Wednesday, 8 February 2017

Billy Lynn's Long Halftime Walk (5 Stars)


Many people compare this film with "Catch 22". I find it has more similarity with "Apocalypse Now", even though only 20% takes place in Iraq and the rest in America. However, the best way to understand it is to see it as a contrast to Ang Lee's previous film, "The Life of Pi". In "The Life of Pi" we see a young man travelling alone and wishing he had company. In "Billy Lynn's Long Halftime Walk" we see a young man surrounded by a crowd and wishing he were alone.

To start off, let's shorten the film's name to "Billy Lynn". That's less of a mouthful.

The film takes place on a single day, Thanksgiving 2004. Throughout the film we see flashbacks of the events in Billy Lynn's life that have led up to this day. He's a 19-year-old specialist fighting in Iraq. He was filmed running to pull his sergeant to safety, making him a national hero. Now he and his unit, nicknamed the Bravo Squad, have been touring the USA for a week from one press conference to another. The final day is a football game of the Dallas Cowboys on Thanksgiving, in which they have to present themselves to the audience at half time. After the game they're going to be flown back to Iraq.

I expected this to be an anti-war film. It isn't. It treats the whole subject of the Iraq war very neutrally, not making statements about whether it was justified or not. It's all about Billy and his reaction to the pressure of being called a hero.

Billy is practically in a daze, sleep-walking through the day. His sister is putting pressure on him to quit the armed forces by faking PTSD. There's a film producer trying to make a deal to make a film about Billy and the Bravo Squad. The owner of the Dallas Cowboys speaks to him. A billionaire oil tycoon speaks to him. Countless fans swarm around him praising him as a hero. There are aggressive security guards at the stadium who don't take the soldiers seriously. Billy is expected to stand on stage while Destiny's Child performs.

All that Billy is interested in is girls. He's still a virgin, and he doesn't want to die a virgin. He links up with a Dallas cheerleader, a dream come true for any teenage boy. Or so you would think. There's no time for more than a kiss. She talks to Billy about Christianity, which is the last thing on his mind. She promises to wait for him until he returns from Iraq, but until then she wants him to continue being a hero. More pressure.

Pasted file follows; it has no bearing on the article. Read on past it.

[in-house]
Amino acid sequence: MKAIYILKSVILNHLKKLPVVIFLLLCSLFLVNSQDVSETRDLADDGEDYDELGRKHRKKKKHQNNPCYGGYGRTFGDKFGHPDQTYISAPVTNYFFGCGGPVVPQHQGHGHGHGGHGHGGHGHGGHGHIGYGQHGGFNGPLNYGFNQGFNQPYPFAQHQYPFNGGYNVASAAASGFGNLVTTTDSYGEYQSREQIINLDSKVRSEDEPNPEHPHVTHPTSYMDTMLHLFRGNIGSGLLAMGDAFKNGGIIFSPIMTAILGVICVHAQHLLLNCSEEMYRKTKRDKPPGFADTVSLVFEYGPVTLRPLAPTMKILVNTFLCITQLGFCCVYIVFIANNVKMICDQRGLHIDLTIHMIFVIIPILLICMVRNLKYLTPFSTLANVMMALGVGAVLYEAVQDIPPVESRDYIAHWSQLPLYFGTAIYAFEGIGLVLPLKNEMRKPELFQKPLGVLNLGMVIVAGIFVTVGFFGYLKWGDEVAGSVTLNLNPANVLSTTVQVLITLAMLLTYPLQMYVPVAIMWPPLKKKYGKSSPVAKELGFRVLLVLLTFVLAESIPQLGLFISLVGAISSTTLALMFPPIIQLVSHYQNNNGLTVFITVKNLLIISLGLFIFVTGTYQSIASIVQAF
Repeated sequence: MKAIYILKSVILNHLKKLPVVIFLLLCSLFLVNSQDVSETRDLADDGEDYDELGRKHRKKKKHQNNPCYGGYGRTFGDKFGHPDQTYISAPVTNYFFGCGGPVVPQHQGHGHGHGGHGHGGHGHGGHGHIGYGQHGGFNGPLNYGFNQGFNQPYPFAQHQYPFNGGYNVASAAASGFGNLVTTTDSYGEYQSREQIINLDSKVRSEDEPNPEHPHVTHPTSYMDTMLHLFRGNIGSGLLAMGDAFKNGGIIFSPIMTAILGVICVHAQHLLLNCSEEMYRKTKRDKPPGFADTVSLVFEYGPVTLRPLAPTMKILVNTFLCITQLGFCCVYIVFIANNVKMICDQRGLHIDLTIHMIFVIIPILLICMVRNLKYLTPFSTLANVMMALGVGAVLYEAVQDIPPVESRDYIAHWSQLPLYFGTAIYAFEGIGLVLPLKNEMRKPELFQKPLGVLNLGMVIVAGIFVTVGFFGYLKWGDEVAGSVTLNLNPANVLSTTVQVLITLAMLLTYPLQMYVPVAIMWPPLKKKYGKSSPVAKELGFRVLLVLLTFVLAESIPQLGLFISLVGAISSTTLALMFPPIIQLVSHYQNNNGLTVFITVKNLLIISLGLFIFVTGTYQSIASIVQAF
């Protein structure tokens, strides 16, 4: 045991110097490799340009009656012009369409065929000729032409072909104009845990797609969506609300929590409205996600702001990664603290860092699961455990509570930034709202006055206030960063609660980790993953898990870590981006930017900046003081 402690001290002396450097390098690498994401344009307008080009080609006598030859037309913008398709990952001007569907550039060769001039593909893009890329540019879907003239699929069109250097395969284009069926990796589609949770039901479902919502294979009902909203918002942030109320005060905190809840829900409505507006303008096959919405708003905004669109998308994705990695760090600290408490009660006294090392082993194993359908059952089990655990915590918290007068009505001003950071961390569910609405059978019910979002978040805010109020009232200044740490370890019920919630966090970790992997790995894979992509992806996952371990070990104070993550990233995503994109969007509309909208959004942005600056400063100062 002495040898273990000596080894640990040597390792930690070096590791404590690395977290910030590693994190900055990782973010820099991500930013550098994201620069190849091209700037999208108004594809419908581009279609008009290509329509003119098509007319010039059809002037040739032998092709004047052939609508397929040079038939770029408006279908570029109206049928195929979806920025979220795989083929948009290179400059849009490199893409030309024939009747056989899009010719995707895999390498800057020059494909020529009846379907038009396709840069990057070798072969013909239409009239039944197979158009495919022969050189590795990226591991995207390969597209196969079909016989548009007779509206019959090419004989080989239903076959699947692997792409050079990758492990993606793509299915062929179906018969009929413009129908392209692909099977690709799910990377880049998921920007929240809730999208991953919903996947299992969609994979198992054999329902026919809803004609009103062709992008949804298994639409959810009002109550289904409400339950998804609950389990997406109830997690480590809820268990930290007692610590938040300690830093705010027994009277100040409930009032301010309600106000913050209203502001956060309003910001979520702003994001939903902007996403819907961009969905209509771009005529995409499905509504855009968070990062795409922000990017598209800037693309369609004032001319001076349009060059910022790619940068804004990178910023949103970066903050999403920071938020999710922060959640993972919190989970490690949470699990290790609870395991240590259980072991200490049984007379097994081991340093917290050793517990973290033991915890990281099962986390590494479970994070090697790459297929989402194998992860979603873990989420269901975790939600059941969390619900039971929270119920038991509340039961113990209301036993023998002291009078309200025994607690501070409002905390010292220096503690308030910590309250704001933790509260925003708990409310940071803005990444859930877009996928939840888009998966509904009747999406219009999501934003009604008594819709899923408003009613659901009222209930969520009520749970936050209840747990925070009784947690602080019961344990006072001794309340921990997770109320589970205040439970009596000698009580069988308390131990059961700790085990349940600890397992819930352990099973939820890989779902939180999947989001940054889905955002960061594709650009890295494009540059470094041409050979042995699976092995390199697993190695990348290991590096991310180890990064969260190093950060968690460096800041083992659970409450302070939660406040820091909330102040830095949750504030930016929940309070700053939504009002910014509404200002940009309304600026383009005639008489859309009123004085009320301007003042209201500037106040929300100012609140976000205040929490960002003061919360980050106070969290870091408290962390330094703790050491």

"Billy Lynn" is an amazing film. Some people have criticised it by saying that nothing happens. Why does something need to happen? That's not what the film is about. It's all about Billy's dream-like state. It's about the irony of Iraq being Billy's home, not America. "Billy Lynn" doesn't need action, it's perfect as it is. It's the best film I've seen so far this year.


On a technical note, "Billy Lynn" is the first film ever made with a resolution of 120 frames per second. The frame rate 24 fps has been the standard for over 100 years, ever since films were first made. It wasn't until 2012 that a higher resolution film was made, "The Hobbit", with 48 fps. The two sequels were also made with this resolution in 2013 and 2014, but so far these are the only three films. Not everyone has been able to experience this advance, because very few cinemas are equipped with projectors for this resolution (for instance, only one cinema in Birmingham). Almost all cinemas showed a 24 fps version of the Hobbit films. James Cameron has promised that the sequel to "Avatar" will be filmed in 60 fps, presumably because he intended to make the technologically most advanced film ever, but he's too late; "Billy Lynn" has already set the bar higher.

Can the frame rate go any higher? Theoretically it can, but there's no point. The average human eye is capable of processing 110 frames per second, so there's no reason to film any higher. 120 fps is perfection. Every single frame of the film is a perfect screenshot, without any blur -- providing that you have a Blu-ray player capable of playing films with this resolution. Until now there aren't even Blu-ray players capable of playing films at 48 fps. It hasn't been necessary for manufacturers to invest in the technology, since only three films were ever made at that resolution.

120 frames per second is the future of cinema, but please don't hold your breath until you have it on your television screen.

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